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Northwestern Mutual to Recruit 6,400

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Northwestern Mutual is fishing for talent -- and it's using 6,400 hooks.

The company announced the most ambitious recruitment effort in its history, aiming to add 2,700 financial planners and 3,700 financial advisor internship positions in 2014.

“It’s all about meeting the needs of the marketplace,” says Cindi Criss, director of field recruitment at Northwestern Mutual. The group has a large number of boomer-generation planners who are closing in on retirement, she says, and Northwestern Mutual wants to ensure that a succession plan is in place.

The public needs more planners as well, the company says. Northwestern Mutual's own research finds that 63% of Americans believe their overall financial planning needs improvement; half have no formal plan in place. “There’s a high-demand for trained financial professionals, and our forecasts show the demand will continue to climb in the foreseeable future,” Steve Mannebach, Northwestern Mutual’s vice president of field growth and development, said in a statement.


One possible reason for the heavy recruiting emphasis: It appears that only a small fraction of the recruits stay on at Northwestern Mutual as full-fledged reps. Last year Northwestern Mutual says it recruited 5,500 financial advisors, including internship positions -- the third year in a row, the company says, that it surpassed its own record highs for recruiting. Yet in the 2013 FP50 industry survey, Northwestern Mutual said it had just shy of 7,400 reps total; in 2012, it said it had 7,201, while in 2011, it reported having 6,945.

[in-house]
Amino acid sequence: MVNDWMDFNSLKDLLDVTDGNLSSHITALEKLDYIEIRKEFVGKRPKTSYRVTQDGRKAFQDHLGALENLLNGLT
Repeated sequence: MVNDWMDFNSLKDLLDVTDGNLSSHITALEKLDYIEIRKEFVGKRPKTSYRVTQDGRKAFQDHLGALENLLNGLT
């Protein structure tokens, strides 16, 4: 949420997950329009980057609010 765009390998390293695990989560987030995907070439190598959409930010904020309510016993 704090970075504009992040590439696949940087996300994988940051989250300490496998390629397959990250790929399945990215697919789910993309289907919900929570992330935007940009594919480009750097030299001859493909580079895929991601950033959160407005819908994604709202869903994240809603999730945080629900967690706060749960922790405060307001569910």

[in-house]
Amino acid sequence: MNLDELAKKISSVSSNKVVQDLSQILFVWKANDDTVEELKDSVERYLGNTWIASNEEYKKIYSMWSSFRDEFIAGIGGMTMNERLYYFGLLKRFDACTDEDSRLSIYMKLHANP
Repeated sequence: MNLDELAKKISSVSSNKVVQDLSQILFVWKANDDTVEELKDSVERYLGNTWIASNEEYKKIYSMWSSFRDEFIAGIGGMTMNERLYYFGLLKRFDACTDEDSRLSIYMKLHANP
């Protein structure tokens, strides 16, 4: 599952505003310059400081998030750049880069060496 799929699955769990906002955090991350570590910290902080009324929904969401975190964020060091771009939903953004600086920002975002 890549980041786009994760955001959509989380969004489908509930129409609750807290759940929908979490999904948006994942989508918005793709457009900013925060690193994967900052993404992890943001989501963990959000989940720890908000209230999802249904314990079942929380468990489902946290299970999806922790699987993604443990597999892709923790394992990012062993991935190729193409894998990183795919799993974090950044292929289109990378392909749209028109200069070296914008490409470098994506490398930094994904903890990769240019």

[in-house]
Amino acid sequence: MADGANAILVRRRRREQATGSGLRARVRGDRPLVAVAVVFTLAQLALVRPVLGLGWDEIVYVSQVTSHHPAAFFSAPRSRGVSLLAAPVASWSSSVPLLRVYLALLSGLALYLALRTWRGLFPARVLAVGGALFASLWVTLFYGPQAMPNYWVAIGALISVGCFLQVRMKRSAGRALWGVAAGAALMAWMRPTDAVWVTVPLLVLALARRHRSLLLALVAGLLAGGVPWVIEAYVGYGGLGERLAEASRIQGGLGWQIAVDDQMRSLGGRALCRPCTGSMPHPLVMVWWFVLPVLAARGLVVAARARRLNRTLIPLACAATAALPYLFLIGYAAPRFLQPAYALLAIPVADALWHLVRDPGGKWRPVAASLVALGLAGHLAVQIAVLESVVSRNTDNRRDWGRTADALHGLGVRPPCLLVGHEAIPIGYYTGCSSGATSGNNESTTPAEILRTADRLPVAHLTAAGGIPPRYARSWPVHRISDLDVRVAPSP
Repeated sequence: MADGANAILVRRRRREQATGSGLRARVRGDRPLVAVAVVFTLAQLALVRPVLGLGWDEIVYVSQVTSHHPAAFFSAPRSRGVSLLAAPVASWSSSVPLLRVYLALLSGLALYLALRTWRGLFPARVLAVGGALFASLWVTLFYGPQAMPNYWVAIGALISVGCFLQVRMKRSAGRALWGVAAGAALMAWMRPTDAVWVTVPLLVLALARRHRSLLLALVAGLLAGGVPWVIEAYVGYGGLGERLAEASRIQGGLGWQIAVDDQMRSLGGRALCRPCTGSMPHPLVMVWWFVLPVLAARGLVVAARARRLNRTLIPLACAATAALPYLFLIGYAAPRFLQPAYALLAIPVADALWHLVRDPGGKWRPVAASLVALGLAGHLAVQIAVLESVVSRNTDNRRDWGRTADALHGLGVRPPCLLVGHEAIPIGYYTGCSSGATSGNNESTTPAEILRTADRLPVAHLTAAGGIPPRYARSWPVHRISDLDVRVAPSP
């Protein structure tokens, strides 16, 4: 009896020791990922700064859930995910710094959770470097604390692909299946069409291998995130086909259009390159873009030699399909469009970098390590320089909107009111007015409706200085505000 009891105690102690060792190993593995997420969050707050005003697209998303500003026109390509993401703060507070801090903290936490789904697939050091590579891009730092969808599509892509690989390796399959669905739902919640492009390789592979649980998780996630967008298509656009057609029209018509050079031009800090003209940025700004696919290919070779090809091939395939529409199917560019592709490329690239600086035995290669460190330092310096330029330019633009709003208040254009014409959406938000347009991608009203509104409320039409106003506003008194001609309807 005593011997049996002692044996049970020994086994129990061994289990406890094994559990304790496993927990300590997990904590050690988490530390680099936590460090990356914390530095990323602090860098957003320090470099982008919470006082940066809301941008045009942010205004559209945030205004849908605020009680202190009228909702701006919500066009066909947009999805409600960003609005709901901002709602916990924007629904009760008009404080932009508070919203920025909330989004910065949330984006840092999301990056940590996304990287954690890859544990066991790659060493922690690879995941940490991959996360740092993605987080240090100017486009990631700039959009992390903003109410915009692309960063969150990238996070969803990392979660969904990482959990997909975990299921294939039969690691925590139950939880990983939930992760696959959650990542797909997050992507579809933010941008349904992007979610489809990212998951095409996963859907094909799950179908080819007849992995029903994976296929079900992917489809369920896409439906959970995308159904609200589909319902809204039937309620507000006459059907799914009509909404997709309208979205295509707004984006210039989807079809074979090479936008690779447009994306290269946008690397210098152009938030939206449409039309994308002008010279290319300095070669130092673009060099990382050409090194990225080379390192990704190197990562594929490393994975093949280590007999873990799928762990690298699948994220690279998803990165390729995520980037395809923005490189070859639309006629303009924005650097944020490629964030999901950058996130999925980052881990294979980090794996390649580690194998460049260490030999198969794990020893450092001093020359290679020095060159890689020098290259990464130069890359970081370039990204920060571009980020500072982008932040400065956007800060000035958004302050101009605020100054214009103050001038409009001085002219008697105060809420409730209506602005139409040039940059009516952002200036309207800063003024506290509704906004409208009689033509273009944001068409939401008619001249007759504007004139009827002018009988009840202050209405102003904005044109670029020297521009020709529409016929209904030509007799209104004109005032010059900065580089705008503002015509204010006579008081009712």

In a follow-up email exchange, Criss did not answer a question about the discrepancy.

The 2,700 representatives will be scattered across the more than 350 Northwestern Mutual locations nationwide. While 3,700 spots are offered as internships, Criss says the company expects that one in three interns will end up working with the company after completing the internship.

The company estimates that more than half of the new planners will be career changers, Criss says; Northwestern Mutual does not require its new planners to have a background in financial planning. Historically, she says, the company's new advisors have been an average age of 32, typically with five years of professional work experience. “We look for someone who has a history of success in their career,” says Criss. “Most have topped out and are looking to do something else.”

She adds that the company is looking for prospective planners with an extensive network of people they know and strong leadership skills.


One group that Northwestern Mutual is focusing on this year: military veterans. “We have a number of military folks in our ranks and they have proven to be successful,” says Criss. She explains that veterans tend to head down two different roads after becoming planners, with one group creating a strong client base while the other finds a leadership role recruiting other financial representatives.

Recruits without experience in the financial sector will receive both on-the-job training and classroom-style education, Criss says. Although each of the company’s locations has a different style of training, new recruits with little practice can expect to shadow experienced planners and take classes up to three times a week for six to 12 months.

"For those with the right background who are looking to start a new career and want to get into financial planning, now is an opportune time to join an organization that is experiencing significant growth and tremendous success in the industry," said Mannebach.

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